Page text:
Take Note: Record-Keeping Is the Key Element in a Recall

If it seems like food and consumer product recalls are everywhere, you’re not imagining things. They are. Every day brings more news about another danger consumers face from a food contaminant like Listeria or a faulty appliance that’s in nearly every home.

Since 2007, the increase in food and consumer product recalls has created headlines, attracted enormous attention on social media and prompted new federal legislation. Add to the mix lawsuits from plaintiffs’ attorneys and criminal scrutiny from the U.S. Justice Department and it’s a wonder that any company can conduct a proper recall while continuing to operate its business and protect its brand.

Recalls are complicated, time-consuming, destructive and expensive. That’s why building and testing a recall crisis plan is essential for any food, drug or consumer product company today.

But even companies with recall plans are being undone because they’re too often overlooking what experts now say has evolved to be the most important element in a recall – accurate record-keeping.

“Proper documentation across all aspects of the business, from manufacturing and shipping data to consumer complaints and paperwork required by regulatory bodies, is a crucial part of executing a successful recall,” says Steve Edwards, Director of Client Solutions at Stericycle, a company that manages as many as 1,000 recalls each year. “A company can quickly fall out of compliance and accrue regulatory penalties and fines if even the smallest piece of data is overlooked during the documentation process.”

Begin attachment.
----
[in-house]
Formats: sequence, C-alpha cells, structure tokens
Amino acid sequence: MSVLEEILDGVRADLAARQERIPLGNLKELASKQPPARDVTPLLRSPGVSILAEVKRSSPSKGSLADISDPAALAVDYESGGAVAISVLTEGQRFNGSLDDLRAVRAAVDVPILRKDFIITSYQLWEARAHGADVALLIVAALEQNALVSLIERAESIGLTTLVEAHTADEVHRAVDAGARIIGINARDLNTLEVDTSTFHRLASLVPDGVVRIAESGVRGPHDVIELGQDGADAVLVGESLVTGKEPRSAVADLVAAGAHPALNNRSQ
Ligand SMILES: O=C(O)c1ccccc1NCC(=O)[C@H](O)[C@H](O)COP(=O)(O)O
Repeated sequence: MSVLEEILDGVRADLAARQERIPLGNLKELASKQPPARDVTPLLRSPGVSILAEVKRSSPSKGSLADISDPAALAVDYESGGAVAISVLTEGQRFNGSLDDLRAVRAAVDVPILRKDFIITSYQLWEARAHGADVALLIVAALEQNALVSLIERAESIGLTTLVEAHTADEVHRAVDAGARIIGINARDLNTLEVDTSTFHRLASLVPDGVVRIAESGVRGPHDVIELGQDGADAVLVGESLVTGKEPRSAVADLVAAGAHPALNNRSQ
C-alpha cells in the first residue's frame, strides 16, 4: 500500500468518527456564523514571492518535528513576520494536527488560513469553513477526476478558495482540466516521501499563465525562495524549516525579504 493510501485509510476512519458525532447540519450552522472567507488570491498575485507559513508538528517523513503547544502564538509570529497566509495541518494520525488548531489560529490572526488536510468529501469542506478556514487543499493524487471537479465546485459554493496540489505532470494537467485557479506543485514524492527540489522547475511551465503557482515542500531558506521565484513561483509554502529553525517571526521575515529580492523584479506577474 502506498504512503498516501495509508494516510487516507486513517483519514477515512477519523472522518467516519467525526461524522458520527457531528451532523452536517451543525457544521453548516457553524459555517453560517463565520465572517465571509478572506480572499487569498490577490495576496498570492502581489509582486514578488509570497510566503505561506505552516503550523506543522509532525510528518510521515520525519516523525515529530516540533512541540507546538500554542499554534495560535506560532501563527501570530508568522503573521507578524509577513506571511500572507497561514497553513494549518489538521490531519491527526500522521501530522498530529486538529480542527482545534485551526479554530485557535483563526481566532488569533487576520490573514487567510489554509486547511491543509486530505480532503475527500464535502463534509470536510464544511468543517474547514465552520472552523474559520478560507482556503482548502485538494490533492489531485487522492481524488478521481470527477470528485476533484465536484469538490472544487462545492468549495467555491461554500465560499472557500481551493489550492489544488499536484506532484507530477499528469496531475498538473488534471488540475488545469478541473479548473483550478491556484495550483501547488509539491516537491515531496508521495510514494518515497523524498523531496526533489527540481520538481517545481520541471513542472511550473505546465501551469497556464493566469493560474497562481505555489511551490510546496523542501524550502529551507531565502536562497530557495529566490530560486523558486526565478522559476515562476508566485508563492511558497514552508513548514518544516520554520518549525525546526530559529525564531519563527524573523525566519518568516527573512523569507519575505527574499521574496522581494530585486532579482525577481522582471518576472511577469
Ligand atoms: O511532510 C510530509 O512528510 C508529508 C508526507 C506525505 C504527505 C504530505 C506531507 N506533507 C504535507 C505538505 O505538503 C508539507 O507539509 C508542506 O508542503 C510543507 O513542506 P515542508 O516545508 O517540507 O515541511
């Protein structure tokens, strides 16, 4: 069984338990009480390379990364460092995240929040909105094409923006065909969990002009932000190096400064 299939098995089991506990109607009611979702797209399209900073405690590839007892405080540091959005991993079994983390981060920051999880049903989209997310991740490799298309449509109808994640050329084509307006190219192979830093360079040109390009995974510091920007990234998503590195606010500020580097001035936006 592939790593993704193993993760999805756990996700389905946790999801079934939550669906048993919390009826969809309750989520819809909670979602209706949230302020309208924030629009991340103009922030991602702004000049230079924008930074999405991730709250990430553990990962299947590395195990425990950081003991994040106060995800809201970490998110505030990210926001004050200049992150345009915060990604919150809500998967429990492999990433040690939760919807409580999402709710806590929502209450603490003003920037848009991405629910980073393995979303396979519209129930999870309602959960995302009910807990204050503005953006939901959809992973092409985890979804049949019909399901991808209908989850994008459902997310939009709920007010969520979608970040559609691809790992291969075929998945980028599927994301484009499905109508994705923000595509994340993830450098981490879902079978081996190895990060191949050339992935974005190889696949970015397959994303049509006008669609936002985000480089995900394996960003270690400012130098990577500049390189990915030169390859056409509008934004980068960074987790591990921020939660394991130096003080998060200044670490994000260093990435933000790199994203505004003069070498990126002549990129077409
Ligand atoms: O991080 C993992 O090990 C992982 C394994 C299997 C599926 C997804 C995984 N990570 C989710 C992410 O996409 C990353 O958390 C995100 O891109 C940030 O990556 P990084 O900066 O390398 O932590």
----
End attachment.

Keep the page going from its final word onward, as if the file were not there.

According to Joe Levitt, the FDA’s former top food regulator who now serves clients as a Partner at law firm Hogan Lovells, there are five essentials necessary for a company to successfully navigate a food recall:

  1. A written and practiced protocol for keeping food safe during production
  2. Ability to quickly trace ingredients through suppliers
  3. A written recall plan that has been tested
  4. A food-safety expert who can work with the FDA
  5. Accurate records for all of the above

Of all these, Levitt warns, the most important is to have complete and careful records for everything your company does regarding food safety.

“If it isn’t written down, it doesn’t exist,” says Levitt. “And if it doesn’t exist, the FDA is likely to assume that you don’t know what you’re doing. If that happens, your whole business can be lost.”

By that analysis, even a perfectly executed recall can result in a company’s failure when the paperwork is neglected. So take the extra time to document and store every step before, during and after a recall.

Hope you’ve been taking notes.

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